To expand the scope of Yogi, Chad and Gautam are figuring out how to incorporate different topics outside of investing. “Yogi's chat interface makes it easy for users to ask specific questions and get relevant answers that they need. However, it's also simple enough that you can plug in whatever material you want into it across different subjects,” Gautam says. “In the future, we're hoping to make this available across a wider set of educational topics, such as personal finance. We can unplug the investing material and potentially plug in anything. The hope is that Yogi will be another way of learning that people are interested in, especially for those who learn best in a casual, ‘learn on your own time’ environment.”
On their work and experiences on their venture so far at the iLab this summer, the Yogi founders had a lot to discuss. “Something Gautam and I said recently is that there’s no way we’ll be able to go back to a traditional 9 to 5 job at a big company after this summer,” says Chad. “Working on Yogi has reinforced with us that even with all this uncertainty and risk, thriving in all of that is just in our nature. Jumping into this full-time and making that leap made us really understand that.”
“For me, this summer has reinforced some things that were just ideas or concepts,” says Gautam. “Something that I've always heard was, ‘Oh, just work hard, manage your time, put in the effort, and it will all come together.’ And I think it's one of those things where you really have to go out and do it rather than hear it from someone else for it to really impact your life. It’s been a similar experience with what you always hear about entrepreneurs; how founders need to be able to think on their feet, adapt to new situations, all that jazz. I always read about that and had an appreciation for the ideas, but now that I've gone through it myself, I have a fundamental understanding as to why those traits are important.”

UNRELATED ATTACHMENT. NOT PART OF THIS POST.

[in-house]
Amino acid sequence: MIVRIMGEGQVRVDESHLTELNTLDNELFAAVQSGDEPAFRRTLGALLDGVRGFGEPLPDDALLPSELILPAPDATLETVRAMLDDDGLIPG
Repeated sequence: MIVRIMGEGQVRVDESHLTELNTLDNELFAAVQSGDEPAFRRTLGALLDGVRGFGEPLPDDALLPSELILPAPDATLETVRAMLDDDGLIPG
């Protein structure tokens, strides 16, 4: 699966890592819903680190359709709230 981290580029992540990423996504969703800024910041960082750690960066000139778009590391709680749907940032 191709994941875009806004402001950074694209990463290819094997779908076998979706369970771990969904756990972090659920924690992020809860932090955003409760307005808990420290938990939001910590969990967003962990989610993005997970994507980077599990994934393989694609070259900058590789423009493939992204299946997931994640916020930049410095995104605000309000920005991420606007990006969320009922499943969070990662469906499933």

“All these validations have been super cool,” Gautam concludes. “Getting into the iLab was a huge win for us. Hearing from the people who have tried out the beta… even the fact that they’re willing to chat is so rewarding for us. The skills I’ve picked up working on Yogi -- learning what it takes to operate a company and what the most successful and best practices are -- I know for a fact that they’ll come in handy.”
About The Team
Gautam Kanumuru received a B.S. in Computer Engineering from the University of Virginia in 2015. He has worked as a Program Manager for Microsoft and held the positions of Software Engineer and VP of Engineering at Clarke.ai, an artificial intelligence system that analyzes conversations. Gautam has also volunteered as a computer science instructor as well as a basketball coach through the Boys and Girls Club.
Chad Becker received a B.S. in Electrical Engineering from the University of Virginia in 2015. Chad has worked extensively with Lockheed Martin in software engineering and project engineering capacities. He has also worked as a content marketer for solar power company Swan Solar.
About the Author
Christopher Nelson is a rising second year at New York University in Shanghai, China. He has experience in business operations as well as legal research and contract work. Christopher is currently interning at the UVA Darden School of Business Innovation Lab this summer as an interviewer and journalist.